By Emily Nagle
The Meridian Times
With winter inevitably comes snow, and residents of the Meridian Township area do what they can to stay warm and safe in the cold winter winds.
Some people find it an unfortunate part of living in Michigan while others tolerate or even love it, but everyone has their own way of dealing with it and keeping their head up through the cold winter.
Okemos resident Debbie Miller takes precautions by wearing adequate clothing for going outside and being aware of wind-chill factor.
“You can be fooled,” Miller said. “With a bright and sunny day, you may think they’re warm, but sunny days are not as warm as cloudy days.”
Haslett resident Kain Herbert said he is not affected by the cold and that he has learned to deal with the Michigan weather over the years.
“I still go out just as much as I used to,” Herbert said. “If I want to do something, I’m not going to let it stop me from doing it.”
Miller said historically, winter has always been the time for being inside to prepare for when the weather becomes warm again.
“It’s part of the nature of a temperate zone,” Miller said. “You gotta work with the weather.”
Many people try to work with the snow and cold air by bundling up, especially students who attend Michigan State University and walk around all day for classes.
“You never know when you’re gonna have to trek through snow or where you’re gonna be at so definitely wear boots and wear lots of layers,” said Alex Dunkel, a supply chain junior at MSU. “You definitely don’t want to end up being caught frozen in the middle of campus.”
Dr. Mark Sadzikowski, a doctor at Beaumont Hospital, Grosse Pointe, said bundling up is the best option for staying warm outside.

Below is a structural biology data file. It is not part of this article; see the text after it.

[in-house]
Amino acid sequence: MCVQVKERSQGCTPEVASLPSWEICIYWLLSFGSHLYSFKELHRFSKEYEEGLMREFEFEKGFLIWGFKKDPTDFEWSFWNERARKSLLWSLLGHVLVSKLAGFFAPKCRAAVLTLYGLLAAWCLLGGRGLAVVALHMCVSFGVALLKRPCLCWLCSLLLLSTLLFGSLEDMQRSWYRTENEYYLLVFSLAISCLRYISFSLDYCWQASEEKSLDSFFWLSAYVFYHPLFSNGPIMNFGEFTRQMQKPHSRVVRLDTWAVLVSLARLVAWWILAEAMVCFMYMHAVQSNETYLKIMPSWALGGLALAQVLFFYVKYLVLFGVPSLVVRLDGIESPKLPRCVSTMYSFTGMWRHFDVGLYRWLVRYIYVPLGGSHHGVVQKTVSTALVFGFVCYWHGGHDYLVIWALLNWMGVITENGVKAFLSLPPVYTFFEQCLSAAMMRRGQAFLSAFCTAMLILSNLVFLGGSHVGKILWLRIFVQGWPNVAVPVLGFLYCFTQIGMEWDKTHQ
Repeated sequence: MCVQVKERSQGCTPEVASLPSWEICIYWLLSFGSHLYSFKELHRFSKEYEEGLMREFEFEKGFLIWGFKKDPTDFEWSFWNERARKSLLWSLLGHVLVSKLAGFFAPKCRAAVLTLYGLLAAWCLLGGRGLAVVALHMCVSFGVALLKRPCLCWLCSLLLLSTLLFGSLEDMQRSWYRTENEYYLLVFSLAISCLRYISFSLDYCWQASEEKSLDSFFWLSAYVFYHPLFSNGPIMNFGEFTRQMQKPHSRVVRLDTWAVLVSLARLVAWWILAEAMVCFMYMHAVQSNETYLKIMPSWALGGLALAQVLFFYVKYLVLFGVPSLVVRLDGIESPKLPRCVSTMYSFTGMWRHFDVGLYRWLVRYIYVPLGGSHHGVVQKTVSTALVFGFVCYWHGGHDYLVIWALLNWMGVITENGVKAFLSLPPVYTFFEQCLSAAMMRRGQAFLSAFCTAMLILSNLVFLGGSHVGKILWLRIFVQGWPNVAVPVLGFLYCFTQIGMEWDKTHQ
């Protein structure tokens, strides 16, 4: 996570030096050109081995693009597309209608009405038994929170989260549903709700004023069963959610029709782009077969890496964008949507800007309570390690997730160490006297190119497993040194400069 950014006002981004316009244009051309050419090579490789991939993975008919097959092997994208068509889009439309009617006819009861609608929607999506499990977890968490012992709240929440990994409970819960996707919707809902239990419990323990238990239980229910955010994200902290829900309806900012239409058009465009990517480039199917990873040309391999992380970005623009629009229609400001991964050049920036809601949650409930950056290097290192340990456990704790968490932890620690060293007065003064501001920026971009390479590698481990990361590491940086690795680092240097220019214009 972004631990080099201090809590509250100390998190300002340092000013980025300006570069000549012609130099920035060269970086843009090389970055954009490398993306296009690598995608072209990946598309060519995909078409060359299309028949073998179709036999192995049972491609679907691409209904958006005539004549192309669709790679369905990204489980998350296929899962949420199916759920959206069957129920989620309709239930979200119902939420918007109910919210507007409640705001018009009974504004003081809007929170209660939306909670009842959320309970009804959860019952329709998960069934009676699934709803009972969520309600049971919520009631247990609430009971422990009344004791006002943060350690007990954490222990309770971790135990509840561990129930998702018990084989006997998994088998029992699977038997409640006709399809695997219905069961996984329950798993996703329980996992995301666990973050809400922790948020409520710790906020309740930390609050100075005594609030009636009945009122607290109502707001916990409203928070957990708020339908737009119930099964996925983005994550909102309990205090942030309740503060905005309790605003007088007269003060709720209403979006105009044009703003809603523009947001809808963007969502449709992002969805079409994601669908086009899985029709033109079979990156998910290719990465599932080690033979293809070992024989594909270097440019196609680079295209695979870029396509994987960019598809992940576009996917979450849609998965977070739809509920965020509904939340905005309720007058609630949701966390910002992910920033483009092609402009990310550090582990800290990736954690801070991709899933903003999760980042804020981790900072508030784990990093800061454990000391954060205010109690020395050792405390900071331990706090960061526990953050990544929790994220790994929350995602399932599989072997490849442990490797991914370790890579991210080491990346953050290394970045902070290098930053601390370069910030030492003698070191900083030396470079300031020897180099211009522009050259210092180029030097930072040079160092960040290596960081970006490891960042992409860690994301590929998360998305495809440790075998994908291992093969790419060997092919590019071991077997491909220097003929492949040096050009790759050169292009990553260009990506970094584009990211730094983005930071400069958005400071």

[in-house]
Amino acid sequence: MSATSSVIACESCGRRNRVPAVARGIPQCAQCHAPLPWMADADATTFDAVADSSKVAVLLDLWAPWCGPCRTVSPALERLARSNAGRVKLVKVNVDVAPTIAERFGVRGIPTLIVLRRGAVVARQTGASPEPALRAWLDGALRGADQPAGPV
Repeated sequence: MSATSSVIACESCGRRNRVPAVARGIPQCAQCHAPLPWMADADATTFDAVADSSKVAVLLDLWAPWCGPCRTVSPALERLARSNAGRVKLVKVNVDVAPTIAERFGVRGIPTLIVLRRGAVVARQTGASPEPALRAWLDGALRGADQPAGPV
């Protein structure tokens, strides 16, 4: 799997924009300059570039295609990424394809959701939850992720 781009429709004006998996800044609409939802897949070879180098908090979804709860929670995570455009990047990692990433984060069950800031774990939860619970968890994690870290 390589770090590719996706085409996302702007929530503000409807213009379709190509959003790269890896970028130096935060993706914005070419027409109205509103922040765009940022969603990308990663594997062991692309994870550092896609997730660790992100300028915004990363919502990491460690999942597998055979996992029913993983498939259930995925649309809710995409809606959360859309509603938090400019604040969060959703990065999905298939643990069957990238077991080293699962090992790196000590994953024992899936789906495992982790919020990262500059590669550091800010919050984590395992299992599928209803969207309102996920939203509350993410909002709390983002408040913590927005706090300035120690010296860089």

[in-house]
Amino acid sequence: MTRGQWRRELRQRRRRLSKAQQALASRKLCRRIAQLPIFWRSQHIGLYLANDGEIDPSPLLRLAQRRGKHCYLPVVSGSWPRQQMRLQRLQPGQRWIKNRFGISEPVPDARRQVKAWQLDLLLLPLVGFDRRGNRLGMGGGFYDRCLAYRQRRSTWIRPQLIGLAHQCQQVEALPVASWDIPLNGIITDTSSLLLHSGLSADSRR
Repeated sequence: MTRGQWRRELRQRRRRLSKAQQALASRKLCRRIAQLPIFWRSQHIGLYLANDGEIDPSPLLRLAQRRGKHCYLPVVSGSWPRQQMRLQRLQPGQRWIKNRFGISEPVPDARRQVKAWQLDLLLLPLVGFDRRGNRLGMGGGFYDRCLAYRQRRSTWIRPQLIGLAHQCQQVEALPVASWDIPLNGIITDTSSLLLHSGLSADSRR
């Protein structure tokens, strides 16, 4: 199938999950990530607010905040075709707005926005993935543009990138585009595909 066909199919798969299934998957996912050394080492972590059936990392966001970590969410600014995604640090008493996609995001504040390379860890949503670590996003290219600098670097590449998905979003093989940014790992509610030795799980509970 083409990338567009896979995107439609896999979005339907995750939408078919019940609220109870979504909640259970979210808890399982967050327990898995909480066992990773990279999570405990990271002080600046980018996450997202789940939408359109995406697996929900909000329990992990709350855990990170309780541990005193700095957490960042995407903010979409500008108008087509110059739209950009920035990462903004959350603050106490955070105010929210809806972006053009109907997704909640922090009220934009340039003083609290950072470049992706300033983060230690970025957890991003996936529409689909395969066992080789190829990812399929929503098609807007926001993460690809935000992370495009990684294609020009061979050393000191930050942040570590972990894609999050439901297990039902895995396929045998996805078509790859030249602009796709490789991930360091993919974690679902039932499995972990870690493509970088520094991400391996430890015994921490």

“You lose 30 percent of your body heat through your head, so if you wear a hat, you’re ahead of the game,” Sadzikowski said. “The heat loss from the head is so significant. If you’re cold, cover your head.”
MSU student Allie Ward, a professional writing and English junior, said she always double and triple layers for classes along with wearing long johns or leggings under her jeans.
Ward is one of the many people who ride to class, whether by bus or car.
Some students drive to class every day and Ward thinks it could be potentially dangerous to have so many cars on the road, she said.
“I think that the bus system could be better to keep people from driving so much because I get that it’s too cold to walk places a lot of the time,” Ward said.
MSU student Taylor Hobbs, a food industry management senior, drives to class and sometimes misses class when it is too cold.
“I’m fortunate enough where I have a parking pass and so I drive more than I walk if it’s this cold,” Hobbs said.
However, walking outside in the cold weather can be detrimental to one’s health by having the potential to cause frostbite or cause people to slip and fall.
Sadzikowski said the most common injury from ice conditions are slips and falls.
MSU student Jeffrey Kahr, an economics junior, said his friend had to receive seven staples in the back of his head after slipping and hitting his head on the ice.
If someone is to fall and break a wrist or ankle, the best way to lessen the pain and make it easier to transport the patient to the hospital is to splint the break with materials such as newspaper, duck tape or wood, Sadzikowski said.
Sadzikowski also said if someone goes home with frostbite, it is best to warm it with water at a temperature of 104 to 105 degrees.